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What/Why Scholarly Communication

This collection contains materials scoped to the breadth of scholarly communication rather than particular subtopics.

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Introduction to Bibliodiversity in Scholarly Communications
Unrestricted Use
Public Domain
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This resource was created by Allison Kittinger, a library science master’s student at UNC-Chapel Hill, and Jennifer Solomon, an adjunct instructor at UNC-Chapel Hill. Allison and Jennifer are passionate about fostering bibliodiversity in scholarly communications and want to increase awareness of bibliodiversity among library science graduate students and early-career scholarly communications librarians. After engaging with this resource, learners will: gain an understanding of bibliodiversity, its urgency, and its importance; be able to articulate the concept of bibliodiversity in their own words/apply it in their work; and gain additional tools to apply DEI concepts in scholarly communications.

More background is available at https://lisoer.wordpress.ncsu.edu/2021/04/13/bibliodiversity-and-oer-a-student-perspective/.

Subject:
Information Science
Material Type:
Textbook
Unit of Study
Author:
Allison Kittinger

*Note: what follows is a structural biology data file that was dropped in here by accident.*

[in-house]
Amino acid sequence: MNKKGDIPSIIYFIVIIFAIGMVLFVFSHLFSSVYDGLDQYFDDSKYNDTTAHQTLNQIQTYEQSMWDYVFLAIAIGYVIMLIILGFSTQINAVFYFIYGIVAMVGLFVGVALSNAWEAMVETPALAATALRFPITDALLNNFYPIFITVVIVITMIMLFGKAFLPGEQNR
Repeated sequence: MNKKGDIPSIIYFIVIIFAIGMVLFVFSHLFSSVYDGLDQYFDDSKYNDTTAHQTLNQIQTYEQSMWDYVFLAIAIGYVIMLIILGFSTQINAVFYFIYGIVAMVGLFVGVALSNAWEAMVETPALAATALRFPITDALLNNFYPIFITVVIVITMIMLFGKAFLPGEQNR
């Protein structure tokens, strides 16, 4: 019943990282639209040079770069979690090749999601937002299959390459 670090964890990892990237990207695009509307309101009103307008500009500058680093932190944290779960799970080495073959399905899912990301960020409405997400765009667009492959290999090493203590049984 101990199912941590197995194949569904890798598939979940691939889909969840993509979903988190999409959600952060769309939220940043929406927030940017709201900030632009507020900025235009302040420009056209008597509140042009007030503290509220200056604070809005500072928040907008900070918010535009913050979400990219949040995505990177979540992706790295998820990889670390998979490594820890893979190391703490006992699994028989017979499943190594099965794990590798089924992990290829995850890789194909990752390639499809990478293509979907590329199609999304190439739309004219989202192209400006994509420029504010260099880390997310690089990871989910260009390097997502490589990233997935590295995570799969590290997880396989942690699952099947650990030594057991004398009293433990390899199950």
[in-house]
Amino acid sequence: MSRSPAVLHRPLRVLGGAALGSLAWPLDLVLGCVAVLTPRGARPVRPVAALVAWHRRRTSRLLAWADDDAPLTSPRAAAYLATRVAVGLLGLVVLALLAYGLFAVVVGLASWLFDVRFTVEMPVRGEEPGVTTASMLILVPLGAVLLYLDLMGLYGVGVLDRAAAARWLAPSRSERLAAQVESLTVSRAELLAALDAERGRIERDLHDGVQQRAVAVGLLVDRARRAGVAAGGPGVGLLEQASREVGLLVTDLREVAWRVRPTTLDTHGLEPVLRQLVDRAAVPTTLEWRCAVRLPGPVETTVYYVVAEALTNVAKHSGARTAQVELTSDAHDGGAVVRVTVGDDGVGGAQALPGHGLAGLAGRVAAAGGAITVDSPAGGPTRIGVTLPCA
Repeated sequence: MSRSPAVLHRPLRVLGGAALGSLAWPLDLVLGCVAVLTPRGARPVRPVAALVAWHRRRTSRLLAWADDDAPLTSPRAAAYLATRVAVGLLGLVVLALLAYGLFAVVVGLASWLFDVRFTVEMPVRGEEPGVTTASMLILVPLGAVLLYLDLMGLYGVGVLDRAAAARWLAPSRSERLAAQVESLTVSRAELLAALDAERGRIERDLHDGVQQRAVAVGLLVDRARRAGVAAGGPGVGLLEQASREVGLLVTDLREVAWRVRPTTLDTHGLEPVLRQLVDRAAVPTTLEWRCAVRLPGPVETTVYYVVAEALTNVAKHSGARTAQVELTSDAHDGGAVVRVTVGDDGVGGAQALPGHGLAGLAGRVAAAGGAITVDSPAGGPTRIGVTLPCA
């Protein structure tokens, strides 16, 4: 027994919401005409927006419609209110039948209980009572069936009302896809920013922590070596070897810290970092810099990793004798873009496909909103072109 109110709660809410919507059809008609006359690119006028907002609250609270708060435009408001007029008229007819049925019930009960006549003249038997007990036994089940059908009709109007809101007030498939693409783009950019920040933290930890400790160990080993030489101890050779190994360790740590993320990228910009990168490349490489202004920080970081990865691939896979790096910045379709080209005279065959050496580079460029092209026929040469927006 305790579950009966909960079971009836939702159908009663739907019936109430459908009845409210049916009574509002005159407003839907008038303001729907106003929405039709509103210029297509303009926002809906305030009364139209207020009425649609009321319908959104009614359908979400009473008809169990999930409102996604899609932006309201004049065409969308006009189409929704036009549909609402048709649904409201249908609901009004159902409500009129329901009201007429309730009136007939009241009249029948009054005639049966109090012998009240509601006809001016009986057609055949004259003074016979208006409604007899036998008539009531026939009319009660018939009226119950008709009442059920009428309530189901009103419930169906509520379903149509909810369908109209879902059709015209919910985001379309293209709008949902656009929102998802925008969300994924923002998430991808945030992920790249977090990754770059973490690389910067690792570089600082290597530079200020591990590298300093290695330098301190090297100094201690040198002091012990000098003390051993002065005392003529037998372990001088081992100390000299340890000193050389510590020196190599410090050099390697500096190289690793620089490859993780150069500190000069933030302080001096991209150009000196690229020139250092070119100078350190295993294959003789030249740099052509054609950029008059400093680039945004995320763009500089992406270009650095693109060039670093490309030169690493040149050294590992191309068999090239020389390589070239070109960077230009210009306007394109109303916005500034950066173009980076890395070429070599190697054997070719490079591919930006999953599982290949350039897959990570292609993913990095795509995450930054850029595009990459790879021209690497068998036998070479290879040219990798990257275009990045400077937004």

Jennifer Solomon
Date Added:
10/25/2021
ScholCom202X: an interactive fiction game about being a scholarly communication librarian
Unrestricted Use
CC BY
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In ScholCom 202X, you'll take on the role of a new scholarly communication librarian at a small public university somewhere in the US in the "distant future" of the year 202X.

You'll be given a number of scenarios derived from activities and questions a real scholarly communication librarian might expect to receive. These scenarios fall into four general areas: copyright; publishing; institutional repositories; and open access.

The game has two versions, an interactive fiction format written in Ink (located in the "Ink source" and "playable" folders) and a static PDF version (in "printables").

In the interactive fiction version, after reading each scenario you'll be given a chance to consult your "augment," a smartphone-like device which contains a very brief annotated list of some relevant sources and a calendar that tracks how busy you are. In the PDF/print version, these sources are listed below the scenario text, and are open access whenever possible.

After you've read the scenario text and consulted these sources (or not), put yourself in the place of the librarian in the game and think about how you would respond. Would you try to help just the person you're currently talking to, or would you rather build resources and develop strategies that could make the question easier to answer the next time it comes up, and potentially even reach and educate people who don't know the questions to ask in the first place?

As you think through each scenario, ask yourself how you would balance the desire to do a good job against the threat of overwork. You're welcome to write out what you would do, or just think about it. The PDF versions of the scenarios can also be used to role play in a classroom setting, with one student taking on the role of the librarian and another the role of the person who needs their help.

Playable version at https://people.wou.edu/~bakersc/ScholCom202X/index.html. Additional background available at https://lisoer.wordpress.ncsu.edu/2021/05/18/new-to-the-scn-scholcom-202x-an-interactive-fiction-game/.

Subject:
Information Science
Material Type:
Game
Interactive
Simulation
Teaching/Learning Strategy
Author:
Stewart Baker
Date Added:
10/25/2021